(from left to right) Team MoHawk Warriors, Harmony School of Advancement, Muammar Guven, coach; Kenneth Lafley; Zain Mohammed; Ali Batayneh; and Shayan Parvizi (not pictured). Team Vector Robotics, Hamshire-Fannett High School, Blake Fredieu; Katie Meaux; Tommy Wendling; Carrie Sparks; Calob Broussard; Lauren Munoz; Mitchell Clubb; Cole Minter; Bryan Edwards, coach; Cody Chesser; Mason Burdick; and Greg Chesser, coach. Sharon Sledge, FIRST Tech Challenge event coordinator, San Jacinto College. Photo credit: Jeannie Peng-Armao, San Jacinto College marketing department.
Robotics teams go head-to-head for a spot at world championship
Jeannie Peng-Armao -- March 8, 2012
PASADENA, Texas — San Jacinto College (SJC) recently hosted the FIRST (For Inspiration and Recognition of Science and Technology) Tech Challenge (FTC) robotics competition where high school teams vied for a shot on the world level.
The MoHawk Warriors from Harmony School of Advancement and Vector Robotics from Hamshire-Fannett High School were the winning teams that advanced on to the FIRST Tech Challenge World Championship event in St. Louis, Mo., scheduled for April 25-29.
Thirteen teams prepped and programmed their robotics for bowling matches that required them to place racquetballs into crates and then stack the crates. With this task, the robots also felt the pressure, and in result, occasionally fell over.
Alondra Gonzalez, a RoboSharks team member from Palacios High School, said it felt good to finally be a part of a team after witnessing all the excitement last year from the stands.
"This was amazing," said Gonzalez, who hopes to one day work as an engineer. "Our team was completely new to this. Last year, we were here as spectators. I never would have thought we would be here competing with our robot."
San Jacinto College is now considered a FTC affiliate partner for the southeast region of Texas, said Sharon Sledge, event coordinator and SJC math professor. The teams that competed had previously qualified during last month's regional competition, also held at the College.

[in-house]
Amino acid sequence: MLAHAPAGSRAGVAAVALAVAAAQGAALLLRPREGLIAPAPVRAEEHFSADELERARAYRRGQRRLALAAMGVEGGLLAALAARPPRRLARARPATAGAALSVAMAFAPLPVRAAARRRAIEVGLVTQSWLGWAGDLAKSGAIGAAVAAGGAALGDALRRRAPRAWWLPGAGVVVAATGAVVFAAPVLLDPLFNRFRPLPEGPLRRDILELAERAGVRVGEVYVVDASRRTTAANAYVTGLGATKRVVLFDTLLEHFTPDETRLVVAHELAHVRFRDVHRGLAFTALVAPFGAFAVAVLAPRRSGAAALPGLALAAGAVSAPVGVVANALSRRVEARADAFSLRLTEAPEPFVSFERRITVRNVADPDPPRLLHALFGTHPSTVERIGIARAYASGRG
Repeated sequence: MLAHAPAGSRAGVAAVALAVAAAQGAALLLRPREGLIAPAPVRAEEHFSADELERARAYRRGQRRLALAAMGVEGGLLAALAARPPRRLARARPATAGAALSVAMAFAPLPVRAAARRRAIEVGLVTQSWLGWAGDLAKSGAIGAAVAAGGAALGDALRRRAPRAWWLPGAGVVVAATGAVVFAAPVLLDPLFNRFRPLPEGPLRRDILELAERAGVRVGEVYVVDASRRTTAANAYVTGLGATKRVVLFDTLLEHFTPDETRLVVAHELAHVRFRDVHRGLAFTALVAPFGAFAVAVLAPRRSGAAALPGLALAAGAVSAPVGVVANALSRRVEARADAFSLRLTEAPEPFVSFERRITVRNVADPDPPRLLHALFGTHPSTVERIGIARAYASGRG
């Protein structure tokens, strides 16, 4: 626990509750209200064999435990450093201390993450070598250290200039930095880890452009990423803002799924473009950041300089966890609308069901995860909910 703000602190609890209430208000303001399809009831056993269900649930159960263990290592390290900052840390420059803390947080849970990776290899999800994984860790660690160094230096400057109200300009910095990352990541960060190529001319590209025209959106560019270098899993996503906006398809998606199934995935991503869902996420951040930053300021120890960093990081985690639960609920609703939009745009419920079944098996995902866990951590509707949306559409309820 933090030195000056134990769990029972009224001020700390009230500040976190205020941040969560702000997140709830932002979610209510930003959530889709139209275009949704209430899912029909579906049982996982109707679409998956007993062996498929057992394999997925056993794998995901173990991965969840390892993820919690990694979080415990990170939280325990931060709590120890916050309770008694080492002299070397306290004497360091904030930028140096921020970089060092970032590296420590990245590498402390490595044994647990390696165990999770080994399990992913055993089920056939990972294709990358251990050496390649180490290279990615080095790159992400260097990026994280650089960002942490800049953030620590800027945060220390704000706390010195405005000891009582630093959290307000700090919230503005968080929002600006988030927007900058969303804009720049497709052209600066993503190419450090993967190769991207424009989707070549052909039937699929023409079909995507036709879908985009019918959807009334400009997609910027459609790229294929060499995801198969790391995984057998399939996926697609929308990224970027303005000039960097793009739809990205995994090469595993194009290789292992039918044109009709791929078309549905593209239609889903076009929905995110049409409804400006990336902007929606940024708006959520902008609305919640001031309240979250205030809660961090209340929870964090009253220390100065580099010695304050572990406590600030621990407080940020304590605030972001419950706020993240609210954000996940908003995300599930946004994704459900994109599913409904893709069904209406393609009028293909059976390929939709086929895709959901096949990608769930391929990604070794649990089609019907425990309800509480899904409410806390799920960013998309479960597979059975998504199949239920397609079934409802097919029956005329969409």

"Robotics is so exciting for everyone," said Sledge, adding that approximately 40 SJC students and faculty members volunteered at the competition. "It's a wonderful way to prepare students to go into the science, technology, engineering and math (STEM) fields.”
FIRST is a nonprofit organization devoted to helping inspire young people to be science and technology leaders, by engaging them in mentor-based programs that build science, engineering and technology skills. For more information, visit http://www.usfirst.org.
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Surrounded by monuments of history, industries and maritime enterprises of today, and the space age of tomorrow, San Jacinto College has been serving the citizens of East Harris County, Texas, for more than 50 years. The Achieving the Dream Leader College is committed to the goals and aspirations of a diverse population of 30,000 students in more than 200 degree and certificate options, including university transfer and career preparation. Students also benefit from the College’s job training programs, renowned for meeting the needs of growing industries in the region. San Jacinto College graduates contribute nearly $630 million each year to the Texas workforce. San Jacinto College. Your Goals. Your College.
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